Installing Radon-Resistant Features
- How much does it cost to reduce radon in an existing home?
- Who should I hire to install radon-resistant features?
- What are radon-resistant features?
How much does it cost to reduce radon in an existing home?
If a home with a vent system is found to have an elevated radon level, a fan can be added at a low cost. The total cost is much lower than adding the entire system after the building is completed. The average cost to install radon-resistant features in an existing home is $800 to $2,500. The average cost to install radon-resistant features in a new home during construction is $350 to $500 (a 128% to 400% saving).
Who should I hire to install radon-resistant features?
Talk to your builder about installing a radon-reduction system during major renovations or new construction. Radon-resistant features can be easily and inexpensively installed with common building practices and materials. Many builders already incorporate some of these steps in the construction of their houses to control moisture or increase energy efficiency, using either their own crews or a radon contractor. To find out about builders in your location use the EPA Directory (link is external).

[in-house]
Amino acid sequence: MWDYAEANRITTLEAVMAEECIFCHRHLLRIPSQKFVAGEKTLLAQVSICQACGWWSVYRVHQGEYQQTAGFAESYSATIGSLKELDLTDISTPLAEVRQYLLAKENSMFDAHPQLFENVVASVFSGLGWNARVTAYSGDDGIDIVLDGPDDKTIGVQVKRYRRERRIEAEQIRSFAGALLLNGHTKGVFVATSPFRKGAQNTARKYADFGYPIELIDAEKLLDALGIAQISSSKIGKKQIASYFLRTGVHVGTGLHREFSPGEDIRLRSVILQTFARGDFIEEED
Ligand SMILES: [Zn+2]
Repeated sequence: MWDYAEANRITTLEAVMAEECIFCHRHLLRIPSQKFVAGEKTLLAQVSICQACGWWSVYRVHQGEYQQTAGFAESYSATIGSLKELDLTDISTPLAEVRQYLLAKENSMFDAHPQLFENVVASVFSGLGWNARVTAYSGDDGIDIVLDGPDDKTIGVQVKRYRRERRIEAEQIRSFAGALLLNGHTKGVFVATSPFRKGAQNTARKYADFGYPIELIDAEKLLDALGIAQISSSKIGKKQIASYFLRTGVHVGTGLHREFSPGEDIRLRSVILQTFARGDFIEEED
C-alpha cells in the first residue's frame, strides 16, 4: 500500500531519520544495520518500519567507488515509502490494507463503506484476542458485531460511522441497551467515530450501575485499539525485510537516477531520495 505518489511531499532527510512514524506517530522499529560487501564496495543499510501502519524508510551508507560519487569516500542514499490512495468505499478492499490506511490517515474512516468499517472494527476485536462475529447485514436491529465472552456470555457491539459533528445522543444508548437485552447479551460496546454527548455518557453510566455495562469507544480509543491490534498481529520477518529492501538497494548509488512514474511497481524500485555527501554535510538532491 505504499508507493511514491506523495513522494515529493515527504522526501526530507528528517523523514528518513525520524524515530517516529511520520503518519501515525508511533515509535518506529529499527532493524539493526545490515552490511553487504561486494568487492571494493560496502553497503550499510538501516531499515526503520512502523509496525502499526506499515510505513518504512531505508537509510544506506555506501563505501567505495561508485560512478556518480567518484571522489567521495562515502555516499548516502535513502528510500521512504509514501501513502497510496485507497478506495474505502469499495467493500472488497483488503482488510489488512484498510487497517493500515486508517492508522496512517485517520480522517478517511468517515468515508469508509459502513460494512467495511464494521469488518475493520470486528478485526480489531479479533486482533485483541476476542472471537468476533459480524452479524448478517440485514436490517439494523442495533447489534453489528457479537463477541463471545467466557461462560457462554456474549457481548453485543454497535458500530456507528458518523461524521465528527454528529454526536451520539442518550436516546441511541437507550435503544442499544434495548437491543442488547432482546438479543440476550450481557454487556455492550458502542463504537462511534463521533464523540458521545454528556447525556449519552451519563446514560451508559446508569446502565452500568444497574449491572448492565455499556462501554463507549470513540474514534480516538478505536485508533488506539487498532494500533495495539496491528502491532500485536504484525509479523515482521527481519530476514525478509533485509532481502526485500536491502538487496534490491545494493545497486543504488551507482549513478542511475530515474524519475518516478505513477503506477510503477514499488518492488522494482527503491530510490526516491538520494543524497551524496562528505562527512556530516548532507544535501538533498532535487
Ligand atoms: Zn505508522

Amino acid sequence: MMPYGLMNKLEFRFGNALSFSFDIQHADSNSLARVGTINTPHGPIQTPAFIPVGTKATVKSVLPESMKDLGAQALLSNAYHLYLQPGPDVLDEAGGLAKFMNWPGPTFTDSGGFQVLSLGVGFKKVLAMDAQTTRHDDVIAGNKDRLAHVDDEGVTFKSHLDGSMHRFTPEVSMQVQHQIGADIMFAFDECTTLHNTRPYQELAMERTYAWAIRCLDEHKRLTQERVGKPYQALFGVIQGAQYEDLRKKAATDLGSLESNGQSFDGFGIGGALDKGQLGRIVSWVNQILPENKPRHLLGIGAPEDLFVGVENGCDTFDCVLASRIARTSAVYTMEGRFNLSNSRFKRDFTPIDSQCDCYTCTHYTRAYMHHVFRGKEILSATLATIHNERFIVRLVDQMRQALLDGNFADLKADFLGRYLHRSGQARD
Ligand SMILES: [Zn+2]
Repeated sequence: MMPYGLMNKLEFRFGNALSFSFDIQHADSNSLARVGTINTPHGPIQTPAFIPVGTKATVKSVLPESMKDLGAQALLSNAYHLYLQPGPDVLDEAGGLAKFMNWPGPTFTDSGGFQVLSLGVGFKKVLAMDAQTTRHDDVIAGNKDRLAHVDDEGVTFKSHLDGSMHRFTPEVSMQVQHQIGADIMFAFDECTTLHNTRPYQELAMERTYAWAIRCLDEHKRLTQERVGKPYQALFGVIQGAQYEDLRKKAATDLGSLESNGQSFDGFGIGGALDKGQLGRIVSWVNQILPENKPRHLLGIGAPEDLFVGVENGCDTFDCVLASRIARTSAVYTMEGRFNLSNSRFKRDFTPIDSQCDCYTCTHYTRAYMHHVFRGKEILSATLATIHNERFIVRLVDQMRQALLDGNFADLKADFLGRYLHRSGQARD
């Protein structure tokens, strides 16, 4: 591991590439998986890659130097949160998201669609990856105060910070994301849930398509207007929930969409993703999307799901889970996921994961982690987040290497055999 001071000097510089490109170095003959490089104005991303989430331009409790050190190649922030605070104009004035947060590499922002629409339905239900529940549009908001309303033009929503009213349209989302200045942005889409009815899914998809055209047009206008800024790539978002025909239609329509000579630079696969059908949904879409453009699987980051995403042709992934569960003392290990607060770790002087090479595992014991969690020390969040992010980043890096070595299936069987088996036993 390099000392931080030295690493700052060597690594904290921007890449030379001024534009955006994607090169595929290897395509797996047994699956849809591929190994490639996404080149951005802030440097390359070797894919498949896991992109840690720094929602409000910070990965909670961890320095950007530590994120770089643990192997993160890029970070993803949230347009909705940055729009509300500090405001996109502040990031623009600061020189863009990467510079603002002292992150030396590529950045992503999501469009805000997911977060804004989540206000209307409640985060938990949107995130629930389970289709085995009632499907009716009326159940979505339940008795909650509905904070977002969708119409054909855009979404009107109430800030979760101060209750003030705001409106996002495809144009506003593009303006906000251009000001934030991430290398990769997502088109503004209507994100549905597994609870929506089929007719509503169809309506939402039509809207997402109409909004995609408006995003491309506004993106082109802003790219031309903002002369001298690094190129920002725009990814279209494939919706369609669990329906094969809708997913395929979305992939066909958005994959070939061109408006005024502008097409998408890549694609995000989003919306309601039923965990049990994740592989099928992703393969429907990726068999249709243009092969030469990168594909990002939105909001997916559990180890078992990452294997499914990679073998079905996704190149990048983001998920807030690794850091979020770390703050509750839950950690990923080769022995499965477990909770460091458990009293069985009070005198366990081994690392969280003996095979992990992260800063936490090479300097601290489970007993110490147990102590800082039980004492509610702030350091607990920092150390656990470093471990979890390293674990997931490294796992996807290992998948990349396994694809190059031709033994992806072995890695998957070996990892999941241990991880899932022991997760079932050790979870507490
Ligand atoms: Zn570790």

What are radon-resistant features?
The techniques vary for different foundations and site requirements, but the basic elements are:
A. Gas Permeable Layer—This layer is placed beneath the slab or flooring system to allow the soil gas to move freely underneath the house. In many cases, the material used is a 4-inch layer of clean gravel.
B. Plastic Sheeting—Plastic sheeting is placed on top of the gas permeable layer and under the slab to help prevent the soil gas from entering the home. In crawlspaces, the sheeting is placed over the crawlspace floor.
C. Sealing and Caulking—All openings in the concrete foundation floor are sealed to reduce soil gas entry into the home.
D. Vent Pipe—A 3- or 4-inch gas-tight or PVC pipe (commonly used for plumbing) runs from the gas permeable layer through the house to the roof to safely vent radon and other soil gases above the house.
E. Junction Box—An electrical junction box is installed in case an electric venting fan is needed later.
For a checklist of these items click here: RRNC Checklist (link is external) (1 page, 381 KB)
For a detailed technical guide to RRNC click here: See Building Radon Out (84 pp, 5.5 MB)